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  • Darwin2009: An “Aha!” moment worth celebrating | BEYONDbones
    fotos con su tamaño original Darwin was invited to be part of the second voyage of the HMS Beagle It appears it was a last minute invitation Here I could segue into what constitutes a what if moment but I won t During his five year long trip Darwin spent most of his time on land a good thing for a person prone to sickness and a good thing for us too as he was able to collect a lot of samples and make copious notes This trip which took him around the world lasted from 27 December 1831 to 2 October 1836 Even though he was able to collect lots of data it also appears that he was not until he was back home and reviewing his materials that the aha moment came When studying rare Galapagos mockingbirds Darwin started considering the notion that that species changed over time In other words Darwin started to think of what we call evolution The mocking birds are currently part of an exhibit at the Natural History Museum in London It was not until 1859 after further research and after much prodding from third parties that Darwin finally published his famous tome On the Origin of Species by Means of Natural Selection It has been a bestseller ever since This year marks the 200th anniversary of Darwin s birth and the 150th anniversary of the publication of his famous book These two dates are celebrated across the world although in the United States Darwin will have to share birthday cake with a fellow called Lincoln who happened to have the same birth day In Houston activities surrounding Darwin his work and influence will be coordinated through the Houston Darwin 2009 organization A host of Houston based institutions participate including the Houston Museum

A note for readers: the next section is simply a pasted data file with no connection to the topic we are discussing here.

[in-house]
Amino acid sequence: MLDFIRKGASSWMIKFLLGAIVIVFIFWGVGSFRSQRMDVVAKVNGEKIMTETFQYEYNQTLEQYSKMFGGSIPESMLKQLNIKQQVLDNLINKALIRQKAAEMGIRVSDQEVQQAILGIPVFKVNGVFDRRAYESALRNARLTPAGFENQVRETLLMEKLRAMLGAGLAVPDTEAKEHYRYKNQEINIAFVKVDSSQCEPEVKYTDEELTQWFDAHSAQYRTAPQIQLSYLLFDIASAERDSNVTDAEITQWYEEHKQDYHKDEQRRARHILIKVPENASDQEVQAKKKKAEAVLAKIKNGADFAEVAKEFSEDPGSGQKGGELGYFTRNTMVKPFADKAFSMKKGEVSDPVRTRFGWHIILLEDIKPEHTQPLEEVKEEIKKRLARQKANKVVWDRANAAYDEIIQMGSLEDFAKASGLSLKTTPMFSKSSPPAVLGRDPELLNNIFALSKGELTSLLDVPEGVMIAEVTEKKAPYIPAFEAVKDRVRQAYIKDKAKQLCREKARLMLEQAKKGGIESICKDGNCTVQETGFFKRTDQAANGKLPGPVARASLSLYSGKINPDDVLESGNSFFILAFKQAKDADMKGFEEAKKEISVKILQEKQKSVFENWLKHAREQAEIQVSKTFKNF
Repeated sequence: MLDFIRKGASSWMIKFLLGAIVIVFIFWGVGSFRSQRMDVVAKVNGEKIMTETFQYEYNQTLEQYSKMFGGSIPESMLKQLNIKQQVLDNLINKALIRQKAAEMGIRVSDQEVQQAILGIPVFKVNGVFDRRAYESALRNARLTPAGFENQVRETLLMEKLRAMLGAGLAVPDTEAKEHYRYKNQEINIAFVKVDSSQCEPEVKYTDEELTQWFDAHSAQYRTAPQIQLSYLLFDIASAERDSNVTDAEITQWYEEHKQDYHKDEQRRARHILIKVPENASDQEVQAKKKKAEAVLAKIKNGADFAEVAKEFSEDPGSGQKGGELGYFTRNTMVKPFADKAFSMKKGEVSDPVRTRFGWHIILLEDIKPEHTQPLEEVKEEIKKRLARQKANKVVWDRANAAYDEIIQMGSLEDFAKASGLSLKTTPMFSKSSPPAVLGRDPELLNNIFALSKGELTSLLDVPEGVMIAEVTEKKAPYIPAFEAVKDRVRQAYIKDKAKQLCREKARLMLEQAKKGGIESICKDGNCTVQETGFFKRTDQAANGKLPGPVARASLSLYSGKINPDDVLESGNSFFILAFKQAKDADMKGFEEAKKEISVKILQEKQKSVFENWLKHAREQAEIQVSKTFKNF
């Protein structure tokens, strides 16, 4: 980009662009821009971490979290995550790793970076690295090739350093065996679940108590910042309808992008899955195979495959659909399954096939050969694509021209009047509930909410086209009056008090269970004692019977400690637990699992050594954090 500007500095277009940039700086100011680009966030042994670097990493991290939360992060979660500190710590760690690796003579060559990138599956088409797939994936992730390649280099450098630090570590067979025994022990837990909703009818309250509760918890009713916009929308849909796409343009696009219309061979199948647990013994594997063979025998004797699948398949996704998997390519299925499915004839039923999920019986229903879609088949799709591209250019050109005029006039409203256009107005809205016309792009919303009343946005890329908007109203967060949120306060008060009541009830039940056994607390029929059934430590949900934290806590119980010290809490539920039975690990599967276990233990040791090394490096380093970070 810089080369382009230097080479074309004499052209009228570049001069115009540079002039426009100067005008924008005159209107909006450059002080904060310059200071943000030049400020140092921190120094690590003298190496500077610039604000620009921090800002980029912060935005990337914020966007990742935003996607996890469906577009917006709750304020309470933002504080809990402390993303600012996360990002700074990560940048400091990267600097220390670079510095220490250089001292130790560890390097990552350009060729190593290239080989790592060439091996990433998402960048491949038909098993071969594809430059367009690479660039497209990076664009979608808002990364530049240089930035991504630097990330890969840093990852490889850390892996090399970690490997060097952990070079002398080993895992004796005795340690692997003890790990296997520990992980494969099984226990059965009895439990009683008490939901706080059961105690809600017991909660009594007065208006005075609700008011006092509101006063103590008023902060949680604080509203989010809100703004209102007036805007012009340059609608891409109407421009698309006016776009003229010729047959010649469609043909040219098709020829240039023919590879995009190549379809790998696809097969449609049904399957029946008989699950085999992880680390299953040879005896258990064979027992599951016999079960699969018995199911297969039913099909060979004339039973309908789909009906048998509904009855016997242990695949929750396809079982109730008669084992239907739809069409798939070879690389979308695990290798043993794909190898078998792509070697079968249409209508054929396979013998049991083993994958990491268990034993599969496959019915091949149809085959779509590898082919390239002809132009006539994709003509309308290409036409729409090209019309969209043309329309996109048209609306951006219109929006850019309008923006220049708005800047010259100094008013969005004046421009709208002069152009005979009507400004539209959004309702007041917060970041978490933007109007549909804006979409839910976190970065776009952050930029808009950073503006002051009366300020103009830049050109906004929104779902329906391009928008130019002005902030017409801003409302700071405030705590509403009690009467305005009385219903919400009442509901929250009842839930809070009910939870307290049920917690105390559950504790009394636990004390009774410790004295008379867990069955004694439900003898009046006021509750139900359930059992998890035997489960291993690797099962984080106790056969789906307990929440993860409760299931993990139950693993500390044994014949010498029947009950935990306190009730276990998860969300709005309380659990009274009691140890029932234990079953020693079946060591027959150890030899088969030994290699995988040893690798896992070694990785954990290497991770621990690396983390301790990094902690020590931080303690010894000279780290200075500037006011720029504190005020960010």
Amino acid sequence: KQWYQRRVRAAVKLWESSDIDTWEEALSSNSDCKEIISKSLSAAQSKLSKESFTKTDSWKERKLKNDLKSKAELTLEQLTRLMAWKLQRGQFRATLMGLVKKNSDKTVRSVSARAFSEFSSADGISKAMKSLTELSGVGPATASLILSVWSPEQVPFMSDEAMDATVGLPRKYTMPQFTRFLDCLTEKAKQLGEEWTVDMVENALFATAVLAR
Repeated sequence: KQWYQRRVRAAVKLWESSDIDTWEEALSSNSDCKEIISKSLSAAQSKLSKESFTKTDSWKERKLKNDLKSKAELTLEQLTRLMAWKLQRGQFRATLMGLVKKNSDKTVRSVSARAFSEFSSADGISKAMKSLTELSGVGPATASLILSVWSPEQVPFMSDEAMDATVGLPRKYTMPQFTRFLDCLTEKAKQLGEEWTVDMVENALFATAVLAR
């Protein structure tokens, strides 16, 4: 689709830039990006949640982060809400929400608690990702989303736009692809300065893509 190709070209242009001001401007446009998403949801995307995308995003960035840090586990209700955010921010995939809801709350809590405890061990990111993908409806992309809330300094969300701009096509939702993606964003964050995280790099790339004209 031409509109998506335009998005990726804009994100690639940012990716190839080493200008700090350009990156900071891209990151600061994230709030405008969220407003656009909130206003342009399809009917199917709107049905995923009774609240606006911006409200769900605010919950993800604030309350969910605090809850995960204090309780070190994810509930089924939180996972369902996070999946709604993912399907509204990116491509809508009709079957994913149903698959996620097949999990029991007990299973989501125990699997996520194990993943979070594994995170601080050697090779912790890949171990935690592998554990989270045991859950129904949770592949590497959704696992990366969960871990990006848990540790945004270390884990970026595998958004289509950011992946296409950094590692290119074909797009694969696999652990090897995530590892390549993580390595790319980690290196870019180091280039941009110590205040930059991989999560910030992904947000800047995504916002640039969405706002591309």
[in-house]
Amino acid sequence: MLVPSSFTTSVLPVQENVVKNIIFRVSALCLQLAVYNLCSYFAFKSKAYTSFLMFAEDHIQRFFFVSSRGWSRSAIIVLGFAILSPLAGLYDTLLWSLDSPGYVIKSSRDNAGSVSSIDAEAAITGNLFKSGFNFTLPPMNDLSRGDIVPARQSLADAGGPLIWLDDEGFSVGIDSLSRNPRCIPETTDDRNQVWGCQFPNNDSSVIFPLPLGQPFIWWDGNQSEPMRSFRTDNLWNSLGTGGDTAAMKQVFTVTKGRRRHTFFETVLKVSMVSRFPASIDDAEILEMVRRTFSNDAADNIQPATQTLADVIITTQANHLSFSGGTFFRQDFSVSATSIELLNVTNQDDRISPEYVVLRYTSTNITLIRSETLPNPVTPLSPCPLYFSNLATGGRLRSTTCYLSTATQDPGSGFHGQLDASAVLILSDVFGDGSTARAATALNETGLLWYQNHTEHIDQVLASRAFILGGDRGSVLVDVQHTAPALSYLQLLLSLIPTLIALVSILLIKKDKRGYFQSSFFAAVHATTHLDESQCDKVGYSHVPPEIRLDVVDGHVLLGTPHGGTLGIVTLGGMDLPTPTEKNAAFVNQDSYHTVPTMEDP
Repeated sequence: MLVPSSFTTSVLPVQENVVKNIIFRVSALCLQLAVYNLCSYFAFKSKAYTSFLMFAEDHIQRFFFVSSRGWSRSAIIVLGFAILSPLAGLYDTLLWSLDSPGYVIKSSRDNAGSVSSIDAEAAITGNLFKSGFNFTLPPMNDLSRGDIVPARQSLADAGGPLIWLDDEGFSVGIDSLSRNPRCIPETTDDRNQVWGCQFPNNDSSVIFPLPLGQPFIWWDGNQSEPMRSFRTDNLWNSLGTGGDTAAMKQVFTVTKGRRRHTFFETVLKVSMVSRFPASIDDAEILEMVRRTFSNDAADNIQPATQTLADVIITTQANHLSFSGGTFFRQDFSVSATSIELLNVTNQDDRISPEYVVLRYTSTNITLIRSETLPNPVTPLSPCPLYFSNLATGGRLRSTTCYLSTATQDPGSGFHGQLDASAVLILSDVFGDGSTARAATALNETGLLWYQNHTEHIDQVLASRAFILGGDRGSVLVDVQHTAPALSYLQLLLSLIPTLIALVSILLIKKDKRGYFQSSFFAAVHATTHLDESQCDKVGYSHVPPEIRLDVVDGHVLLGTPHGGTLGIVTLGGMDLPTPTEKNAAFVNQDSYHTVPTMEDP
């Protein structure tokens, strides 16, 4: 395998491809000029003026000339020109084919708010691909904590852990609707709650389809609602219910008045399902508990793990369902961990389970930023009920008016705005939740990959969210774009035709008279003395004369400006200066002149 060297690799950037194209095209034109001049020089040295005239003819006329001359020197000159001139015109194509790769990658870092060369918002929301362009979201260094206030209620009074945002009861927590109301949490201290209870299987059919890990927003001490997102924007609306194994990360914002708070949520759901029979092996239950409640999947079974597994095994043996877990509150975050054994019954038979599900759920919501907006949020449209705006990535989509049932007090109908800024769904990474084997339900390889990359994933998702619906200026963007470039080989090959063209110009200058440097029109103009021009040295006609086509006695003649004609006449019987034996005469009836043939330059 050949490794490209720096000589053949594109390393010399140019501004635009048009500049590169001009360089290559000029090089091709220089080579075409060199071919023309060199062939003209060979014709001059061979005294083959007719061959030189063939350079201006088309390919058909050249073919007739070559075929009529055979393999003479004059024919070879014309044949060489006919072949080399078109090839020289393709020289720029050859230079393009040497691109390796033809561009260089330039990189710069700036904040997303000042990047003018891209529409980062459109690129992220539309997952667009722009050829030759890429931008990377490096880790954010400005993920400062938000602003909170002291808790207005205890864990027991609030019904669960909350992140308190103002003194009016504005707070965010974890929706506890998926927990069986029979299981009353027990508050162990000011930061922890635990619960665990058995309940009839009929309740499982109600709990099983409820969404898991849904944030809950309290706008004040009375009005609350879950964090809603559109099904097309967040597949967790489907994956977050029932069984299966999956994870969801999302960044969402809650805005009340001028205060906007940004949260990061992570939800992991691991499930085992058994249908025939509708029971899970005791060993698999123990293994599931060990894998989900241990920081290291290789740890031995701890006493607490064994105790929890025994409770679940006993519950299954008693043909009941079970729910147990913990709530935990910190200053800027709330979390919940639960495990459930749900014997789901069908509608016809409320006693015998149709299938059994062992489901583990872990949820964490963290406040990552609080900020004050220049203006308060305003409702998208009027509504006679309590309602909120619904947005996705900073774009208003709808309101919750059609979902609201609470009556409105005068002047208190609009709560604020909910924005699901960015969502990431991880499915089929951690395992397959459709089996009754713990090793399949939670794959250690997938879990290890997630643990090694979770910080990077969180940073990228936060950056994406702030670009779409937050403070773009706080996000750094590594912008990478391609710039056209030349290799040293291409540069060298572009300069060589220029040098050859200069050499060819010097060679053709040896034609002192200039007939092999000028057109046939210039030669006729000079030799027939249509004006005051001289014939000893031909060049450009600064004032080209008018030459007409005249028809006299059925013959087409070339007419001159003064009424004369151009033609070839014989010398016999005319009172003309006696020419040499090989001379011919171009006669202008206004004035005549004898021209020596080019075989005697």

Original URL path: http://blog.hmns.org/2009/01/darwin2009-an-aha-moment-worth-celebrating/ (2016-02-12)
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  • 100 Years – 100 Objects: Queen Alexandra’s Birdwing | BEYONDbones